27. What role does Miriam’s great-grandmother play in the larger story? How does the story Miriam tells of her great-grandfather’s role in the battle of Greasy Grass add to the context of the novel (121-6)? Even if the Mountain Crow and River Crow had come together in opposing the dam, would they have stood a chance against Harris Power and Light?
Suggestions for Further Reading:
Angle of Repose by Wallace Stegner; Some Horses: Essays by Thomas McGuane; Legends of the Fall by Jim Harrison; Lonesome Dove by Larry McMurtry; The Border Trilogy by Cormac McCarthy; The Wild Marsh: Four Seasons at Home in Montana by Rick Bass; The Solace of Open Spaces by Gretel Ehrlich; She Had Some Horses: Poems by Joy Harjo; The Meadow by James Galvin; The Whistling Season by Ivan Doig; The Last Stand: Custer, Sitting Bull, and the Battle of the Little Bighorn by Nathaniel Philbrick; The Cave Painters: Probing the Mysteries of the World’s First Artists by Gregory Curtis; From the Heart of the Crow Country: The Crow Indians’ Own Stories by Joseph Medicine Crow; The Basque History of the World: The Story of a Nation by Mark Kurlansky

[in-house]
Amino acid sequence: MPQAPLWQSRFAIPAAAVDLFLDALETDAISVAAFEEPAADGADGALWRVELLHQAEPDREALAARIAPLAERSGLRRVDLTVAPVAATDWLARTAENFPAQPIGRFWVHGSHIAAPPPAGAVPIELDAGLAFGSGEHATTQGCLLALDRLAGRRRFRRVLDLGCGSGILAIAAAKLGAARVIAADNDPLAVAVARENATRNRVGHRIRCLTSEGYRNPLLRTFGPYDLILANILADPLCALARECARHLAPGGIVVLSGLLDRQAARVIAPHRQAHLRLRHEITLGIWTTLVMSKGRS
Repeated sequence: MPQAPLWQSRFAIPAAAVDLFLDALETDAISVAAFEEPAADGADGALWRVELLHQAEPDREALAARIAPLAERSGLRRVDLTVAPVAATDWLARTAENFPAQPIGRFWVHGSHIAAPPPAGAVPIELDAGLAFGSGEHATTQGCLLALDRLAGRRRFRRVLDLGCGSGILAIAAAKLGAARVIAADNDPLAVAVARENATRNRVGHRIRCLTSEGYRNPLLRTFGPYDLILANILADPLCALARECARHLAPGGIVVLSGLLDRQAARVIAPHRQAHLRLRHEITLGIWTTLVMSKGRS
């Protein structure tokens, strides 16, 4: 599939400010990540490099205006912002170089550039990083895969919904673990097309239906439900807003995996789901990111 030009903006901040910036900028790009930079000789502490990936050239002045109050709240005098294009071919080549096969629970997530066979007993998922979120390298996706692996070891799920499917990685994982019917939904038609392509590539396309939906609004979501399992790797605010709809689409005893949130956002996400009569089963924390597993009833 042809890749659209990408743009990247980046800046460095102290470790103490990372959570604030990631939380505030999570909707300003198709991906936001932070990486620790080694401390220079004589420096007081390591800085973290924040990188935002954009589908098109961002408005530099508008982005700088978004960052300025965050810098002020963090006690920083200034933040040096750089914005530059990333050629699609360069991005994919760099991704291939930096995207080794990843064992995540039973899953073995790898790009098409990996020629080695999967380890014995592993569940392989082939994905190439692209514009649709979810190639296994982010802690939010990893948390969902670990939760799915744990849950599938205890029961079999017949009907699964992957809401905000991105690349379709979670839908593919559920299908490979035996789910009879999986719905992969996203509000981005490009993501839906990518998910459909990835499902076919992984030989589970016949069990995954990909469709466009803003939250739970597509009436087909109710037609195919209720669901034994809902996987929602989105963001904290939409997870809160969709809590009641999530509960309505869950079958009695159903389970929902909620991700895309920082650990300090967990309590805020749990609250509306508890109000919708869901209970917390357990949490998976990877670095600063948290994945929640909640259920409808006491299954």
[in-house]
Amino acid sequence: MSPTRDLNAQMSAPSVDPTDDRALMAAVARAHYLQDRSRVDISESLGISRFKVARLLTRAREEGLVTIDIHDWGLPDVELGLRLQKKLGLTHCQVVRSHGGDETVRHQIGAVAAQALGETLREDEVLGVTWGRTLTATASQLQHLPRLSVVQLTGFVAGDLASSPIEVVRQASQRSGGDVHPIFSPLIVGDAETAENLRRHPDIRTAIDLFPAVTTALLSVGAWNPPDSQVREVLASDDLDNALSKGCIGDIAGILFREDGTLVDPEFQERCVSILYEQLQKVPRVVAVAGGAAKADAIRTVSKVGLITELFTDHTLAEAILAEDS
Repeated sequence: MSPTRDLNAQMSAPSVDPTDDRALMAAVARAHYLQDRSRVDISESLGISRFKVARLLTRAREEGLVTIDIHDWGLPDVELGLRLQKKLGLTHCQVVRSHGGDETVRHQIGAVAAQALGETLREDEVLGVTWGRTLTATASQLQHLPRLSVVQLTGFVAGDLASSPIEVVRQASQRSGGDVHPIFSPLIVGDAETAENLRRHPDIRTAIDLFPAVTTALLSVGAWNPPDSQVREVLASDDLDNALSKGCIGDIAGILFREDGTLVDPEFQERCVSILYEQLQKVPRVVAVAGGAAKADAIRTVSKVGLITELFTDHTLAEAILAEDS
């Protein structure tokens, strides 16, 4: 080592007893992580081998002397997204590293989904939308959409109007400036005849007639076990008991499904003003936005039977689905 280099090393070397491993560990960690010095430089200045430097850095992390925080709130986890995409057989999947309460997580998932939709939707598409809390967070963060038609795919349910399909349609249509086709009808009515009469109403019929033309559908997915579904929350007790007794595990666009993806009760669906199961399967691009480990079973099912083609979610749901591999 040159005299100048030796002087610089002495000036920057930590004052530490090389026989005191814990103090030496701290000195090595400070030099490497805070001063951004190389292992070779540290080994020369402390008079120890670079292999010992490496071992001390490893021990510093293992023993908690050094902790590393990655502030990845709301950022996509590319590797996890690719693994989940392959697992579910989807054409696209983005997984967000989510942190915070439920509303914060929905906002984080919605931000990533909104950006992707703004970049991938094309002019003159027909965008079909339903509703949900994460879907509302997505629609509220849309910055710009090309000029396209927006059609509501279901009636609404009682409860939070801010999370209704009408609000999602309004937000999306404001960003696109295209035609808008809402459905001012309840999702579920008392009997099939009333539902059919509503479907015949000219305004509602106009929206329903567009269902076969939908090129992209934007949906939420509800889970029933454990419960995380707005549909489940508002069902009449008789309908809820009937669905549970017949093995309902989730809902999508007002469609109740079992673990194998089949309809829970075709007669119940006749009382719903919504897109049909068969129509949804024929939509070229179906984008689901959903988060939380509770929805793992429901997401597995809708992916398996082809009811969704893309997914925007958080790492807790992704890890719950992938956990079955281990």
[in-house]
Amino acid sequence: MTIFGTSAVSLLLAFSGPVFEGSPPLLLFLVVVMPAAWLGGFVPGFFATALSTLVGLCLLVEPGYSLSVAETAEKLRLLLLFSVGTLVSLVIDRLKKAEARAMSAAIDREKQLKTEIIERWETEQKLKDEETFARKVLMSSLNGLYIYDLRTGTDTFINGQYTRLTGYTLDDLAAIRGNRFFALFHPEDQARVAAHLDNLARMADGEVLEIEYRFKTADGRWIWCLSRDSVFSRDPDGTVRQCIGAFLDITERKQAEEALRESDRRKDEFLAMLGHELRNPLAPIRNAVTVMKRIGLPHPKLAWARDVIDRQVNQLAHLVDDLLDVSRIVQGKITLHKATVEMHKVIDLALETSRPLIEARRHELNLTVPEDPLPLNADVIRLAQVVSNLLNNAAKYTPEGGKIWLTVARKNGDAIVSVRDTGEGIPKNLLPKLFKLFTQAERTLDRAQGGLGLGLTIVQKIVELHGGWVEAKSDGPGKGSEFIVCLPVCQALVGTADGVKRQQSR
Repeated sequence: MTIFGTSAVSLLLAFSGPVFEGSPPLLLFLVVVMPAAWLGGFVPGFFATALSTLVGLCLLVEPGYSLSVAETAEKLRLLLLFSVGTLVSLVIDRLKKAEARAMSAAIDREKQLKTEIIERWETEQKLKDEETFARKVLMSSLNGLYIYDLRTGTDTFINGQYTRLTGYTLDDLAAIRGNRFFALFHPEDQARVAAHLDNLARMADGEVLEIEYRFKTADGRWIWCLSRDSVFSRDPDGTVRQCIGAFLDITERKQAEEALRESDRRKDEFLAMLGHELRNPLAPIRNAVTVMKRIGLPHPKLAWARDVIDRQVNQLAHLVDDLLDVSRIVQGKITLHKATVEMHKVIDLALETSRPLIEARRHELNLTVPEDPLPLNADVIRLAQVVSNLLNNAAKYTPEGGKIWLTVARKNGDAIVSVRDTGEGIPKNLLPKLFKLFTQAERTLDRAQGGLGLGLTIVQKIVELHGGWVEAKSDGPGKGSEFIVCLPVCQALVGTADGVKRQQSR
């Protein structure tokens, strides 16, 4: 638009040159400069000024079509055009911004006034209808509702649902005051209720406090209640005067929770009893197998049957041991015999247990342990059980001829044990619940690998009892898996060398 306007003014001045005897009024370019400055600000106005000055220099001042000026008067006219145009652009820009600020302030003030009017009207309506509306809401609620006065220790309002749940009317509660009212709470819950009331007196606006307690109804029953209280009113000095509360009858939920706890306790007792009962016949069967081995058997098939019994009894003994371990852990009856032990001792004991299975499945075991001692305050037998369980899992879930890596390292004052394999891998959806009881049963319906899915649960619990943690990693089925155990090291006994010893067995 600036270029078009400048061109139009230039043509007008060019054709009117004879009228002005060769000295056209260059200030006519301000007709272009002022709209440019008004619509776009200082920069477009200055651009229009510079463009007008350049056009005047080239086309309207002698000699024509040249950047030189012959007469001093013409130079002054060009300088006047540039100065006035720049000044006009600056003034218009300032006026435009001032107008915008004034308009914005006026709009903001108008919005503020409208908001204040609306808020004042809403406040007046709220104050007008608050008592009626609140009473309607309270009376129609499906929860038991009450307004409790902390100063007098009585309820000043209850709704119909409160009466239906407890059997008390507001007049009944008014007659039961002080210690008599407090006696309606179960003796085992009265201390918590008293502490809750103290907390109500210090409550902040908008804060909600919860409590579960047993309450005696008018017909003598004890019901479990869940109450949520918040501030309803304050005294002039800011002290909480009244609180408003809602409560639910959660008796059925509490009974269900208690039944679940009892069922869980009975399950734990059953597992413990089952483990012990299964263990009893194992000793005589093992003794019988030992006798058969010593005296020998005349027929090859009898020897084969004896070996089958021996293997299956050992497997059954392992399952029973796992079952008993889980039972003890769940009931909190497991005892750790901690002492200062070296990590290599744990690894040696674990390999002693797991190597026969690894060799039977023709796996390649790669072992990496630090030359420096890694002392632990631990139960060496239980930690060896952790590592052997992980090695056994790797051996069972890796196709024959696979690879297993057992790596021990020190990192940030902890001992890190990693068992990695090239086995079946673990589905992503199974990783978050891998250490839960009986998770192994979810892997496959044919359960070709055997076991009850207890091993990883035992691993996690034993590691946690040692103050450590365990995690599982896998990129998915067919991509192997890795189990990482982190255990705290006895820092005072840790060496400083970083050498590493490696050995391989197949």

Q: Describe the path that brought you to writing. How long has this novel been developing?
A: I was raised in a pretty rigid, pretty sheltered religious environment, and early-on had the sense of being sort of an oddball, the kid who learned to escape through the alternate universe of books and reading. I went to public school for the first time in the eighth grade, and my English teacher, Marcia Callenberger, gave me a book that changed my life, because it made me want to be a writer too. Lonesome Dove was unlike anything I knew existed, a hilarious, character-driven epic that followed no formula but struck me in the heart like nothing before.